Catholic Charity Reaches Out to Sisters in Burundi Facing Eviction from Premises

Sisters of Our Lady of Schönstatt who are serving in Burundi’s Catholic Diocese of Muyinga have decided to build a pastoral centre where the group meetings, retreats, workshops and other events can be held. Credit: ACN

Three Sisters of Our Lady of Schönstatt who are serving in Burundi’s Catholic Diocese of Muyinga risk being evicted from their premises at a private property and are in urgent need of help to build their community elsewhere.

In a Monday, July 5 report, Catholic Pontifical organization, Aid to the Church in Need (ACN) International, announced plans to help resettle the Religious Sisters in a new Pastoral centre.

“For the past three years, three Burundian sisters of Our Lady of Schönstatt have been working in the Diocese of Muyinga, in the north of the country,” the leadership of ACN says in the report, and adds, “Initially, they lived in a very small and altogether inadequate apartment, which they will in any case have to vacate very shortly, since the owner has other plans for it.”

The Charity organization reports that the Religious Sisters of Our Lady of Schönstatt have been working in Burundi, the landlocked Great Rift Valley nation, where African Great Lakes region and East Africa converge, since 1962.

ACN reports that the Religious Sisters are working in the northern region of the country, and explain, “This northern region is even poorer than the South. But undeterred by this, the Sisters have rolled up their sleeves and set to work.”


The Pontifical charity notes that the small nation of Burundi is one of the poorest and least developed countries in the world.

The country’s recent history, ACN says, has repeatedly been plagued by political crises, massacres, bloody unrest and conflict in which hundreds of thousands of people have either died or been forced to flee their homes.

The Catholic charity makes reference in particular to the 1993-2005 civil war, which is said to have left deep wounds “both in society generally and in individual hearts and souls.”

In the Diocese of Muyinga, the Religious Sisters were initially engaged in caring for the sick and the poor. Subsequently, they became increasingly involved in the areas of the family, youth and women’s apostolate, as the need for help in these areas became ever more glaring, the leadership of ACN reports.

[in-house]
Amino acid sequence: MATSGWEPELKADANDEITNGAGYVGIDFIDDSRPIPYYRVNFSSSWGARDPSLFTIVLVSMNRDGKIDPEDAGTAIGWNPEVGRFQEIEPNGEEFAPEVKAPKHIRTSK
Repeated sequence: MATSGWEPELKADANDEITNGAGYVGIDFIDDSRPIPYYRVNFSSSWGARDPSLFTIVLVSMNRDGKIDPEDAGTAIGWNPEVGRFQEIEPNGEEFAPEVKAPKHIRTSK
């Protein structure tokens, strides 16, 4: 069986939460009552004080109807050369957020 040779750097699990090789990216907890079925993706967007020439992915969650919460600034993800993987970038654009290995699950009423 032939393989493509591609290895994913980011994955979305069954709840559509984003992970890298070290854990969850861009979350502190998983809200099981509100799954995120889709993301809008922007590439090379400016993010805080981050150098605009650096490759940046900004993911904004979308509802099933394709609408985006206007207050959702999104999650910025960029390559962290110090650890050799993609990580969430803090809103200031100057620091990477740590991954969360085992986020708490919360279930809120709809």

The Pontifical charity foundation notes that a significant population in Burundi is still engrossed in paganism, underscoring the “urgent need for catechesis and a deepening of faith.”

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“Although the Church here is young and dynamic, there are still many pagan elements that tend to become mixed in with the practice of the faith. There is a need among the Catholic faithful for pastoral support and instruction in their faith,” the organization says in the July 5 report.

Today, under the guidance of the Schönstatt Sisters, several hundred lay groups have been formed. There are groups for children, young people, mothers, single women, female academics and female students.

The selfless Sisters specifically in the Catholic Diocese of Muyinga have appealed for help to build a pastoral centre for various pastoral groups they have created to reach the people of God in the Diocese more closely.

“It is not so much for themselves that they need a new place to live, but above all so that they can have a suitable place to work with the various groups. Without a centre for the meetings and other activities, their work cannot go ahead properly,” ACN reports.

Granted a Pastoral centre, which will also be their home, the Religious Sisters envision a place where group meetings, retreats, workshops and other events can be held.


“It will also have a garden, so that the course participants can withdraw to a place of quiet or enjoy outdoor group activities as well,” the leadership of ACN notes while pledging 200,000 Euros towards the cost of the project.